Conservatives want Manitoba voters to think long and hard about the judgment of Liberal Leader Justin Trudeau before casting a ballot in Monday's federal byelections.

They just aren't giving them much to go on.

Pamphlets distributed in the riding of Brandon-Souris, a long-time Tory fortress at risk of falling to the Liberals, feature an image of Trudeau taking off his shirt and three quotes attributed to him before he won the party leadership in April.

The message in the pamphlets, much like the television ads Tories released in the spring, is that Trudeau is "in way over his head."

trudeau attack pamphlets

trudeau attack pamphlets

But it appears there's only one thing missing: context.

So, let's provide some right now.

What's up with the photo?

Trudeau is shown on the front of the pamphlets removing his shirt with a big smile on his face.

Did he actually do that? Yes, he did.

The "striptease" took place at an Ottawa charity event in 2011 to raise funds for the Canadian Liver Foundation. Attendees at the What A Girl Wants gala bid on a lunch with the MP that eventually went for $1,900. Trudeau shed his clothes down to his undershirt only.

As it happens, the prime minister's wife, Laureen Harper, attended the organization's gala in 2010, where Trudeau performed a similar striptease.

In April, Tory spokesman Fred DeLorey said it was fair game to use footage from the charity event to attack Trudeau.

"We believe Justin Trudeau's eagerness to perform a strip-tease, regardless of the venue or putative cause, says something about his judgement," he said in a statement.

Yet, the Canadian Liver Foundation came to Trudeau's defence with a press release.

"This auction item raised $1,900 and the event raised $128,000," it reads. "The Foundation believes Mr. Trudeau should be applauded for his commitment to an important health issue that affects an estimated 3.4 million Canadians."

Watch the original Trudeau charity striptease, shot by The Huffington Post Canada, in the video below.

 

Now, let's move on to those contentious quotes.

"I'd think of wanting to make Quebec a country."

Did Trudeau really say that? Yes, he did.

But Tories don't provide the full quote.

In 2012, Trudeau sparked controversy after an interview with Radio-Canada had political rivals wondering if he was a closeted separatist.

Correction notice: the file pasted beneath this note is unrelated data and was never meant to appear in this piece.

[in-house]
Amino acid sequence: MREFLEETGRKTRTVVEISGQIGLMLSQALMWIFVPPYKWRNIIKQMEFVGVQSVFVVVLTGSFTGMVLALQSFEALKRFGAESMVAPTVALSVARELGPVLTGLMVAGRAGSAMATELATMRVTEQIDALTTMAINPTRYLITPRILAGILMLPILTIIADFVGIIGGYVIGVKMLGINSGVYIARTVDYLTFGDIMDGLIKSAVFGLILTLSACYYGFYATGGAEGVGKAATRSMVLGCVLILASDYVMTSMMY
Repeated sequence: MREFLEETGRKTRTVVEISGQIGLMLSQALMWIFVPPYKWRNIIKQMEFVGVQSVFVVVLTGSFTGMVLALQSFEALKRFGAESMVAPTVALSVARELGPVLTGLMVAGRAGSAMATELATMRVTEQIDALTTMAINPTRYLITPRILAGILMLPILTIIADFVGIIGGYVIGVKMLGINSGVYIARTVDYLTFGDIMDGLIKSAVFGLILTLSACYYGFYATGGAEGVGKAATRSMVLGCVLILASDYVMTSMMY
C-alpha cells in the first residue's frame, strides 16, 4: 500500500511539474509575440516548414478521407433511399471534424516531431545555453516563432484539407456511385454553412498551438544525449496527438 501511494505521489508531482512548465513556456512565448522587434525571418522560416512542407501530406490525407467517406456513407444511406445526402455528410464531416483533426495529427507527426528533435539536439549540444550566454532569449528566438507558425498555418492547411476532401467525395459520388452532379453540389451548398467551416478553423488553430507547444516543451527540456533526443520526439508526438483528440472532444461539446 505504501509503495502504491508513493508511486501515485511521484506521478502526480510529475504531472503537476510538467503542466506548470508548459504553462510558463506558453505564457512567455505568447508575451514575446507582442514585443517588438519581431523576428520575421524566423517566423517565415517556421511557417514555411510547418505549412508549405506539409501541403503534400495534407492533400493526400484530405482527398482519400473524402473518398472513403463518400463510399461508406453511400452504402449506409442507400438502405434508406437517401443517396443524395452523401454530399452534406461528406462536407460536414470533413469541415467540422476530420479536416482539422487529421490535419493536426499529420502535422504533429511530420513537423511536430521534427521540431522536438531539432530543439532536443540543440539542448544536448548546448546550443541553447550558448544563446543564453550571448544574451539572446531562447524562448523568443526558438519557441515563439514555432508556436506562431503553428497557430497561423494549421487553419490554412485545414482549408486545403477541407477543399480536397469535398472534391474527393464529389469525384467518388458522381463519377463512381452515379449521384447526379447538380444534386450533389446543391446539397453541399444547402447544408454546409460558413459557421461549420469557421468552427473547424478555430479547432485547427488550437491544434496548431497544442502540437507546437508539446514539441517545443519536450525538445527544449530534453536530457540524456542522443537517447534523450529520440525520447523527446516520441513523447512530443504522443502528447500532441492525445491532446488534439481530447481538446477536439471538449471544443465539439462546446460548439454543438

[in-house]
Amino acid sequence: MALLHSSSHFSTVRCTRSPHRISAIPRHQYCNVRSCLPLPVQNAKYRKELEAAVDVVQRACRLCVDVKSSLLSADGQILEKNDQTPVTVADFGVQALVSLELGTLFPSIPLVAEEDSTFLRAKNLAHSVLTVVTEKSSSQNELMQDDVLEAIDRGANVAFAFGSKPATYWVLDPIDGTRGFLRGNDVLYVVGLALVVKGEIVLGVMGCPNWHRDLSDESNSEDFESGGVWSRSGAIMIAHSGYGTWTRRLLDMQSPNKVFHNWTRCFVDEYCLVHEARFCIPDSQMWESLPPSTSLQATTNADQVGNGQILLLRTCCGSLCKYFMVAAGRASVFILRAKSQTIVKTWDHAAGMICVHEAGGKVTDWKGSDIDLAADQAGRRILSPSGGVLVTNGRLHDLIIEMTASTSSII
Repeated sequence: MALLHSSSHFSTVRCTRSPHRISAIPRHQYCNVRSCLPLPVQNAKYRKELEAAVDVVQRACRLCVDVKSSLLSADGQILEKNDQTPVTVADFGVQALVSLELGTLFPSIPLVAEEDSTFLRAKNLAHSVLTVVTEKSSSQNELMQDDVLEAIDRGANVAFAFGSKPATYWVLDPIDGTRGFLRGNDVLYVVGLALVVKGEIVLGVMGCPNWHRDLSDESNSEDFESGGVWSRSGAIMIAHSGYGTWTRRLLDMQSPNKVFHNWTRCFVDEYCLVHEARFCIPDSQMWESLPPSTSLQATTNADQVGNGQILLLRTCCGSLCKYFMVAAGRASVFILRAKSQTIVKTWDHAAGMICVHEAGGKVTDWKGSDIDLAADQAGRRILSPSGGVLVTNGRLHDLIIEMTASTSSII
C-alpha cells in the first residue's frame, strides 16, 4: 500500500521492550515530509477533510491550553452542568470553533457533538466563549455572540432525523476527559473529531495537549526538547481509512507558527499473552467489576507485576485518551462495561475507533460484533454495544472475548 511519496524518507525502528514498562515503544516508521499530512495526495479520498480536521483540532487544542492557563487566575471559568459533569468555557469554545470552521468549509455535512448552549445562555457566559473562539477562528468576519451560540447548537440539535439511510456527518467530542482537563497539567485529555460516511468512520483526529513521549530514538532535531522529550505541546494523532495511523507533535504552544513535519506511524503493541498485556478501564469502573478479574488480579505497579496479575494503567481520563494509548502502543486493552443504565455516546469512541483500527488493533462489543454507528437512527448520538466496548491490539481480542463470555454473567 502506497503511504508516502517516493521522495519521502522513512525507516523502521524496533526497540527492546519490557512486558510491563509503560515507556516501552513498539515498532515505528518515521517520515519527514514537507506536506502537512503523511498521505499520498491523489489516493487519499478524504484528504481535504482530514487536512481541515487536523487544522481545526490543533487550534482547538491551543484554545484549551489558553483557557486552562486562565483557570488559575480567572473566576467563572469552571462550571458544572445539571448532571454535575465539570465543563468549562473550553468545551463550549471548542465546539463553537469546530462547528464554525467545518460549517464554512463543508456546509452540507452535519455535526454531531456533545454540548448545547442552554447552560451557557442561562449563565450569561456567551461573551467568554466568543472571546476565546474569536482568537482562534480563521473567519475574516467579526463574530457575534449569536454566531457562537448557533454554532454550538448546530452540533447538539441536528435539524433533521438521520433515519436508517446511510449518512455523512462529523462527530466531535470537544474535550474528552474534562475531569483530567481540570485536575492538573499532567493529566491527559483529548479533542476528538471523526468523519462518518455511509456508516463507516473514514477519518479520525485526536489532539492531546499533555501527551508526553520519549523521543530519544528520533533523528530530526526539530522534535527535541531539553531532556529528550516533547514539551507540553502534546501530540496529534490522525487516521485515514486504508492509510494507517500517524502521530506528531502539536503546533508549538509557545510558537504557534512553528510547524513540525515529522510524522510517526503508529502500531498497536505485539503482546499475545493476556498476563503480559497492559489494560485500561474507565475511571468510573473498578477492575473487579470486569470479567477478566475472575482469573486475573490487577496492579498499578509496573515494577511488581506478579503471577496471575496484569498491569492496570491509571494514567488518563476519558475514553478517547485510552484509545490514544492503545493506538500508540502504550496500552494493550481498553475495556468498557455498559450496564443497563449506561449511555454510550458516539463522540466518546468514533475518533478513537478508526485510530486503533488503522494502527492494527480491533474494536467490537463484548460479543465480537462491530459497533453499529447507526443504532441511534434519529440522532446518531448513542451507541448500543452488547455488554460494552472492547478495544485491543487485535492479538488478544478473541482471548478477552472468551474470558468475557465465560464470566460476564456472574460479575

"I always say that if I ever believed Canada was really the Canada of Stephen Harper and we were going against abortion and going against gay marriage, and we were going backward in 10,000 different ways, maybe I'd think of wanting to make Quebec a country,'' he said.

Two days later, Trudeau told reporters it was "ridiculous" to question his loyalty to a united Canada.

"I live this country in my bones, every breath I take and I'm not going to stand here and somehow defend that I actually do love Canada because we know I love Canada," he said.

Trudeau then told CBC's Power and Politics that there are millions of Quebecers who don't see themselves in the values promoted by the Harper Tories.

"Trudeau refused to call so-called honour killings 'barbaric.'"

Is that true? Not exactly.

But Trudeau did get himself in hot water in 2011 for taking issue with the use of the term "barbaric" in the revamped citizenship guide.

The Harper government updated the Discover Canada booklet to include a line saying: "Canada's openness and generosity do not extend to barbaric cultural practices that tolerate spousal abuse, 'honour killings,' female genital mutilation, forced marriage or other gender-based violence."

Trudeau, then the immigration critic for the Liberals, said that while those acts are unacceptable, an official government publication should "make an attempt at responsible neutrality."

Conservatives like Jason Kenney wasted no time pouncing on Trudeau, who quickly offered an apology and retraction.

"Perhaps I got tangled in semantic weeds in my comments, particularly in view of the Conservatives' cynicism on these issues," he said in a statement. "I want to make it clear that I think the acts described are heinous, barbaric acts that are totally unacceptable in our society."

"Quebecers are better than the rest of Canada because, you know, we're Quebecers or whatever."

Did Trudeau say that? Yes.

But what Tories don't mention is that he was paraphrasing his father.

In a 1999 interview with CTV's W5, Trudeau opened up about why his father, former prime minister Pierre Trudeau, did not believe Quebecers needed special rights and privileges.

"His philosophy, certainly as he passed it on to us, has always been Quebecers are better than the rest of Canada because we're Quebecers or whatever. I mean, this idea that a lot more of us are bilingual, bicultural, there's a lot more awareness of the rest and that's a richness," he said. "Who's to say that we should need special protections, or special deals, or special allowances that make us protected?"

So, there you have it.

While these pamphlets may provide a sneak peek of how Tories will take on Trudeau in 2015, it appears the attacks aren't working.

According to a poll released last week, the Liberals are leading the Conservatives in Brandon-Souris by five points.

With files from The Canadian Press

Also on HuffPost:

Loading Slideshow...
  • Justin Trudeau, leader of the Liberal Party of Canada, sitting on a bench in Lafayette Square across from the White House before a television interview, Washington, D.C., Oct. 24, 2013. Trudeau was on his first trip to Washington to attend a policy conference held by The Center for American Progress where he sat on a panel titled "Global Perspectives" with former Australian prime minister Julia Gillard and former U.S. secretary of state Madeleine Albright. THE CANADIAN PRESS IMAGES/Louie Palu